takes=20
>it in stride, or if you're really egregious about things it turns off=20 >until you cycle power). > >Do you know of anything else that would kill one of these supplies? =20 >While I've eliminated the backfeeding problem, the board still has a=20 >current draw that can vary from a few tens of milliamps to ten amps over=
=20
>the space of less than a second -- if it would make the supply happier I=
=20
>can change this so that whenever the motor is turning the board is =
always=20
>drawing some minimum power. Efficiency will suffer -- but we're not=20 >after efficiency, we're after performance in a small space. > >Also, if anyone knows of a supply that's the same size or not much=20 >bigger, but comes from a manufacturer that's known to make bulletproof=20 >stuff, I'd appreciate it.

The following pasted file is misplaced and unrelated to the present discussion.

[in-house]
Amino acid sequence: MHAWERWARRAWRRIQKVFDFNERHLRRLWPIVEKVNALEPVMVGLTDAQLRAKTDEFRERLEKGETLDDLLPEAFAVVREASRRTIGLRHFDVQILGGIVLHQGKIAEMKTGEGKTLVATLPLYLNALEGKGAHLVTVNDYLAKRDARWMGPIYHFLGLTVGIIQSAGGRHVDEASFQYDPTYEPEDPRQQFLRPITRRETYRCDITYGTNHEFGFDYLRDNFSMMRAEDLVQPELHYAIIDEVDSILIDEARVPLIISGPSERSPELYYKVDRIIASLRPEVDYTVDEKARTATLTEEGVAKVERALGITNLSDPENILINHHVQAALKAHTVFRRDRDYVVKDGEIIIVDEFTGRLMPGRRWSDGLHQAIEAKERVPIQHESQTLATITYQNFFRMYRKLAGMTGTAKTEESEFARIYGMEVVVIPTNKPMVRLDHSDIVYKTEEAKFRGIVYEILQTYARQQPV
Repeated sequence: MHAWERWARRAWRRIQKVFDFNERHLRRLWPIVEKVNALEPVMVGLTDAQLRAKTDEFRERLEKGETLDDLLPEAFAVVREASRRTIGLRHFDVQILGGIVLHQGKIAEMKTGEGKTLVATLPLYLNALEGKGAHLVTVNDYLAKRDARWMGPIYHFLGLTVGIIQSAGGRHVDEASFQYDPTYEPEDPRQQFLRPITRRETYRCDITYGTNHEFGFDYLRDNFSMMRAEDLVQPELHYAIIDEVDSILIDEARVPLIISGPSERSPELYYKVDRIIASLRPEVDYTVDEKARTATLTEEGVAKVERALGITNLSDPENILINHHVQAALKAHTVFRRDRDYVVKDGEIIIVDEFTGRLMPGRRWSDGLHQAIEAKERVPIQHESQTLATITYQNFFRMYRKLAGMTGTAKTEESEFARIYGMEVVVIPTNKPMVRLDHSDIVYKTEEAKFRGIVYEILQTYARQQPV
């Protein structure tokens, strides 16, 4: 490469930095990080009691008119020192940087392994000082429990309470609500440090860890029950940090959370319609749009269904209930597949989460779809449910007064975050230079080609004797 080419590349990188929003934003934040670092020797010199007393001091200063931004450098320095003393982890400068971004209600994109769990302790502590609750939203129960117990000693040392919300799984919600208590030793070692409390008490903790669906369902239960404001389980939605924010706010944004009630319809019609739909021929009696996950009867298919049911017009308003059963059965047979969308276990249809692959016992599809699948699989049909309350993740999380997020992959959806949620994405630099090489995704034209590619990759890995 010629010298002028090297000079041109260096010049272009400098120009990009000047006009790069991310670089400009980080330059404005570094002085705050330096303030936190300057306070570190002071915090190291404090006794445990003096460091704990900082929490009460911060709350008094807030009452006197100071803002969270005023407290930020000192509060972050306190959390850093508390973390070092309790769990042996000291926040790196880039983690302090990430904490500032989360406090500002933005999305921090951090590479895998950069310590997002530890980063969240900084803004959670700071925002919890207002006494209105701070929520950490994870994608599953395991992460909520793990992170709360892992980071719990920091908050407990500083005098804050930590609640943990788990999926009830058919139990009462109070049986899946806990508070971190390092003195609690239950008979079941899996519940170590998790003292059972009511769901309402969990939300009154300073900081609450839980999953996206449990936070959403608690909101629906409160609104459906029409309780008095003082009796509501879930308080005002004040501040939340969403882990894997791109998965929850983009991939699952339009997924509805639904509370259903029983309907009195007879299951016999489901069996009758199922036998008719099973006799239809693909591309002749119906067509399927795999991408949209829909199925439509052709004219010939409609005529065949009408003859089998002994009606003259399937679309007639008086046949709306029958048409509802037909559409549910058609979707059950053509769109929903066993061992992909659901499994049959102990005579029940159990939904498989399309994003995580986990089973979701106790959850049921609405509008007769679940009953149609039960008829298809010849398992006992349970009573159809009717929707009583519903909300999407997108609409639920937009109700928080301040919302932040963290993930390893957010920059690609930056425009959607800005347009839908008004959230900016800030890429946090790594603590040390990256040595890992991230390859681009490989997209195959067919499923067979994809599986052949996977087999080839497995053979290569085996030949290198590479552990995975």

I have seen problems before when a load has a serious content at the switcher frequency, or one of them is a near harmonic of the other. Both tend to misbehave. The available fixes are a different switcher, a different motor controller frequency, or a heavy LC trap. YMMV ?-)
Reply by Jamie April 10, 20132013-04-10
mroberds@att.net wrote: